OttawaMatters.com, in partnership with the Historical Society of Ottawa, brings you this weekly feature from Director James Powell, highlighting a moment in the city's history.
3 April 1957
In 1956 came a musical phenomenon the likes of which the world had never before seen. Elvis Aaron Presley, a poor, twenty-one year old boy from Nashville Tennessee with a ducktail haircut, smoldering good looks and deep blue eyes, took the world by storm. His seductive, wide-ranging voice, and tunes that combined black rhythm and blues with country music, electrified the youth of America, starved for a fresh sound. “Heartbreak Hotel,” released by RCA Victor in January 1956 and Elvis Presley’s eponymous debut LP released two months later were instant successes. Both rocketed to the top of Billboard charts, and stayed there for weeks. On stage, Presley’s singing prowess and sexually-charged performances wowed teenagers, and shocked a deeply conservative American establishment.
After his first album was released, Presley’s career, astutely managed and promoted by Colonel Tom Parker, went into overdrive with multiple appearances by the young singer on U.S. nationwide television, including the CBS Stage Show, the Milton Berle Show, and the Steve Allen Show. An estimated 60 million viewers watched Presley perform on the iconic Ed Sullivan Show in early September 1956. At this appearance, Presley sang the title song of his up-coming movie Love Me Tender for the first time in public. Advance sales of the song went gold before the movie’s release by 20th Century Fox that November. Owing to the wild success of his first appearance on his show, Sullivan invited Presley back twice more over the next four months. Many of his viewers were in Canada, able to pick up the American television signals.
Now a celebrity, Presley went on a multi-city eastern tour in March 1957 which brought him and his backup group, the Jordanaires, to Fort Wayne, St Louis, Philadelphia, Buffalo, and, across the border for the first time, to Toronto and Ottawa. Other than a stop in Vancouver later that year, it was the only time Presley was to perform outside of the United States. After back-to-back shows at Maple Leaf Gardens wearing his famous Nudie Cohen-design gold lamé suit in front of 30,000 adoring fans, Presley and his entourage boarded the overnight train to Ottawa. They arrived in the nation’s capital at 8am on 3 April 1957.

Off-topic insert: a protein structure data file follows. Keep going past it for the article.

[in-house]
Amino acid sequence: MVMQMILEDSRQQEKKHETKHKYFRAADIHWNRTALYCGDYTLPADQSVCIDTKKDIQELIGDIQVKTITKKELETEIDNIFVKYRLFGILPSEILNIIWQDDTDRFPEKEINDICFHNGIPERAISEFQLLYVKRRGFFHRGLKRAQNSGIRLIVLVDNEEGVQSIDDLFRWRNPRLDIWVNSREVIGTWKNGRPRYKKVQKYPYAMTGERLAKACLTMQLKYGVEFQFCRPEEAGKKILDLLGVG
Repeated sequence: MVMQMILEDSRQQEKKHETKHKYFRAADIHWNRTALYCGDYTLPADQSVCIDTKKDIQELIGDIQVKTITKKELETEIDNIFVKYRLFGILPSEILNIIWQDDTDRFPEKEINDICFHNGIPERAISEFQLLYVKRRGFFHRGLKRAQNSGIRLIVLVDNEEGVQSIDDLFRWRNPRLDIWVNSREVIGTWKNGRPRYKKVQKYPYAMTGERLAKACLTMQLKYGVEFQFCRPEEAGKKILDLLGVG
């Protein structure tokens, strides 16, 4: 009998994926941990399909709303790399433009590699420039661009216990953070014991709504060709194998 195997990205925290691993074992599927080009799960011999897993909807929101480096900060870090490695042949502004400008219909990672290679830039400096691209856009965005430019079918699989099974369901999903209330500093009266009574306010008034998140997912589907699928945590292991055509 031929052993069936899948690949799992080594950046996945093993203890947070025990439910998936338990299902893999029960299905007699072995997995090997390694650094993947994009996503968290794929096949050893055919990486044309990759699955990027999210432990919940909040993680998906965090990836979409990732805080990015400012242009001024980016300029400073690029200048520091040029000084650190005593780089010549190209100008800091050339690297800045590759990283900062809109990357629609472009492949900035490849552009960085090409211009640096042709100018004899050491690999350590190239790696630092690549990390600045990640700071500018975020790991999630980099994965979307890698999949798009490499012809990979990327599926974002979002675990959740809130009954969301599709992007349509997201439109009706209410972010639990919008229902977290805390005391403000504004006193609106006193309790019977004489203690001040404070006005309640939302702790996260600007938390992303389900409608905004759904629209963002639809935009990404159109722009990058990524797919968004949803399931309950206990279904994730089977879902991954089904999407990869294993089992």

The Ottawa Journal disparagingly reported that Presley skipped lightly like a girl through Ottawa’s downtown Union Station, passing bemused and largely unmoved commuters on his way to an awaiting taxi. The singer was described as “red-eyed and rumpled with sleep,” with “traces of makeup and what looked like mascara” failing “to hide tired lines around the wobble-singer’s Grecian nose.” Presley, who looked like “any Canadian boy who needs a haircut,” was wearing a dark suit, and a velvet shirt, covered by a “crumpled rosy beige raincoat, with smudgy white buckskin shoes.” Protected by “a flying wedge” of police guards and his entourage, he was taken by taxi to an undisclosed location for some much needed sleep, safe from the prying eyes of teenaged fans who were laying siege to the city’s hotels in hopes of catching a glimpse of the young singer.
Later that day, Presley played two sold-out gigs at the old Ottawa Auditorium, located on the corner of O’Connor and Argyle Streets where the YMCA is today. Ticket prices ranged from $2 to $3 for the 5pm show, and $2.50 to $3.50 (roughly $20 to $30 today) for the 8.30pm performance. While Presley was the headline performer, also on the program were Frankie Trent, a tap dancer, and Frankie Connors, an Irish tenor. Needless to say, the warm-up acts were at best tolerated by fans who were there to see Elvis in the flesh. Many had come from afar to be part of the fun. Busloads of teenagers made their way from Cornwall, Ontario, and from upstate New York. A special 10-car special CPR train called the “Presley Special,” or the “Rock N’ Roll Cannon Ball,” brought hundreds of fans from Montreal who paid $11 for the roundtrip, which included the price of admission. Some of the riders were the lucky winners of a Montreal, city-wide contest which asked them to answer the question “Why I would like to go to Ottawa April 3.” En route, four rock and roll guitarists got the fans into the mood.